There was a time, just after the bombs went off on Boylston Street, when it looked like the families might finally get some answers about who killed Rafi, Brendan, and Erik. On April 19, media outlets made the connection between Tamerlan and Brendan. Friends recalled that Tamerlan had acted differently after Brendan’s death, and hadn’t attended his memorial service. John Allan, the owner of Wai Kru gym, recalled approaching Tamerlan to offer his condolences, only to have Tamerlan laugh him off.
Bellie was hopeful that the renewed attention would stir something up. “It got international news, everyone found out about it, the whole world knew about it, and someone will get the fire under their tush, and we’ll start really getting some answers,” she remembers thinking.
A few days after the Watertown manhunt, Aria says, she spoke to Gagnon for the first time since 2011. He asked for her brother’s cell-phone number and the name of the gym Brendan Mess went to. The Middlesex County DA’s office had Boston cops send over the files from Erik Weissman’s previous arrests.For the first time, Brendan Mess’s younger brother Dylan and his friends were questioned about Tamerlan Tsarnaev. The FBI agents wanted to know if either Brendan or Tamerlan was involved in organized crime. If Tamerlan had guns. Who else he sparred with. If Tamerlan prayed, if he preached. The agents asked if the auto shops where Tamerlan and his father sometimes worked were part of an organized-crime ring.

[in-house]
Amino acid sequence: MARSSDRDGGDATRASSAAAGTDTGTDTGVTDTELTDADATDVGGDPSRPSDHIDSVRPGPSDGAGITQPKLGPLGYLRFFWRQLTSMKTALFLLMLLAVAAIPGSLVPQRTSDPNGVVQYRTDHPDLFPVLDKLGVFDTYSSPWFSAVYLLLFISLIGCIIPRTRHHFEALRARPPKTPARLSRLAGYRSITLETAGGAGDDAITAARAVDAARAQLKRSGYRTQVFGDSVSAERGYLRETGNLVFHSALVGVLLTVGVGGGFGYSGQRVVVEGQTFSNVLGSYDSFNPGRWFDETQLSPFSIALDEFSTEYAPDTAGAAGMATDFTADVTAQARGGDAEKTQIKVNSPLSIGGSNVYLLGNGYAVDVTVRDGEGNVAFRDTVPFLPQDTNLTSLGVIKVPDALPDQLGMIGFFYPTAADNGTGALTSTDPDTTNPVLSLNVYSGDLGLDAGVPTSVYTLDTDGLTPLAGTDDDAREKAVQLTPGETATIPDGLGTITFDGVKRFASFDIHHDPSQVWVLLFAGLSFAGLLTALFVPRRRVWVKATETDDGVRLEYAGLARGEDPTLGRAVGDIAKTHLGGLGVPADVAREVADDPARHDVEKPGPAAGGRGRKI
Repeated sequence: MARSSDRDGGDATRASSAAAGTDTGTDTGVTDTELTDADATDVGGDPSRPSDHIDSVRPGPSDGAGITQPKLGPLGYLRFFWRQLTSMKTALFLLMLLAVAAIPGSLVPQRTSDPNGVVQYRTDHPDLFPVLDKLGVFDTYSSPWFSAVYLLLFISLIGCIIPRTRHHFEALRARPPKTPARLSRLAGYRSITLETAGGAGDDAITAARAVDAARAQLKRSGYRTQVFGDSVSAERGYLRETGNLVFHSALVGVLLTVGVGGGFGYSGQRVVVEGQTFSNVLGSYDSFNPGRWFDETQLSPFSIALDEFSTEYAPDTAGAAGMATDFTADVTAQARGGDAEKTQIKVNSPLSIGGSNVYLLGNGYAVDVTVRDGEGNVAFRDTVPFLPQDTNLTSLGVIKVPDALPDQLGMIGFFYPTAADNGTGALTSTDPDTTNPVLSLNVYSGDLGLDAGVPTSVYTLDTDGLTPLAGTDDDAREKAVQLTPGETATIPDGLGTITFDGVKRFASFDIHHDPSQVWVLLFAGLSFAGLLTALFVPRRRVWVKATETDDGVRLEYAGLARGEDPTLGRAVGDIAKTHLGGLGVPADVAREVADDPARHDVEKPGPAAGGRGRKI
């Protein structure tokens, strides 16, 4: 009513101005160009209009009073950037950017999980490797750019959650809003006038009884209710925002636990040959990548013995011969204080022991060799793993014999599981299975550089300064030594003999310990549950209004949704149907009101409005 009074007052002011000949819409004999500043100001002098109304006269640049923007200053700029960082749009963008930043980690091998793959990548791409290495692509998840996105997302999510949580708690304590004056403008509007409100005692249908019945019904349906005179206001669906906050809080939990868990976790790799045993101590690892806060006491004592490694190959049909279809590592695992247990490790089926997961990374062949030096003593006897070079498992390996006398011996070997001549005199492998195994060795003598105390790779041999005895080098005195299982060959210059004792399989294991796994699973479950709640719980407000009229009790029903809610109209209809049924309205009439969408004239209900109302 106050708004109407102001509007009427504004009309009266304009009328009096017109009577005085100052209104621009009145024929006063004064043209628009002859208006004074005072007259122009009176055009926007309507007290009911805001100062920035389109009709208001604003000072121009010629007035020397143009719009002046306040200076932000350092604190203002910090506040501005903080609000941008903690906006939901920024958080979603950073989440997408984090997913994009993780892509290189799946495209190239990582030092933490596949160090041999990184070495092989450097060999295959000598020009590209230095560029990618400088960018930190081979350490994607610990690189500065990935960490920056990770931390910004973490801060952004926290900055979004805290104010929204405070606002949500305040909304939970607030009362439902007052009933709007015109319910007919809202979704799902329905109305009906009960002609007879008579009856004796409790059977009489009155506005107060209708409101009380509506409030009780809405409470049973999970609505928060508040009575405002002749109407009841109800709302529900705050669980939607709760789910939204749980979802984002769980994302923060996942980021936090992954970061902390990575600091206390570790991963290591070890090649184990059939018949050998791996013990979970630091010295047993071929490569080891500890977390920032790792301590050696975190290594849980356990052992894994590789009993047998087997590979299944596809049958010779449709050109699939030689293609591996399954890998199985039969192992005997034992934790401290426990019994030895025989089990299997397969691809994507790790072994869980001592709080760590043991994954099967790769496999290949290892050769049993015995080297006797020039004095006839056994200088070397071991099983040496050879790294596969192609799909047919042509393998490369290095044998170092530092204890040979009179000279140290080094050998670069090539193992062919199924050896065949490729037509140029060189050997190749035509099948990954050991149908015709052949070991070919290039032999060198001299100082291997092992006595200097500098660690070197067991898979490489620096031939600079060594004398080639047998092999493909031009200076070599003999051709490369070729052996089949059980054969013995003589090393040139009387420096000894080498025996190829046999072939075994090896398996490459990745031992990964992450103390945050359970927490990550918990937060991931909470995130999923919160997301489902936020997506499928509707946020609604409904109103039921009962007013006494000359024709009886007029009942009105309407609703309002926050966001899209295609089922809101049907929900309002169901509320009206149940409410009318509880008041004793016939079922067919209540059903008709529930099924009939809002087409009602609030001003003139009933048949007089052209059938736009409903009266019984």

A few weeks later, in mid-May, FBI agents called on Dylan again. He and a friend met them at Dwelltime, a café near Inman Square. The agents, who were in plainclothes, took them into the back of a van and showed them a series of photo lineups. Dylan and his friend looked at each other, and told the agents that the man in the last photo looked vaguely familiar.
The man in the photo, they would later learn, was Ibragim Todashev.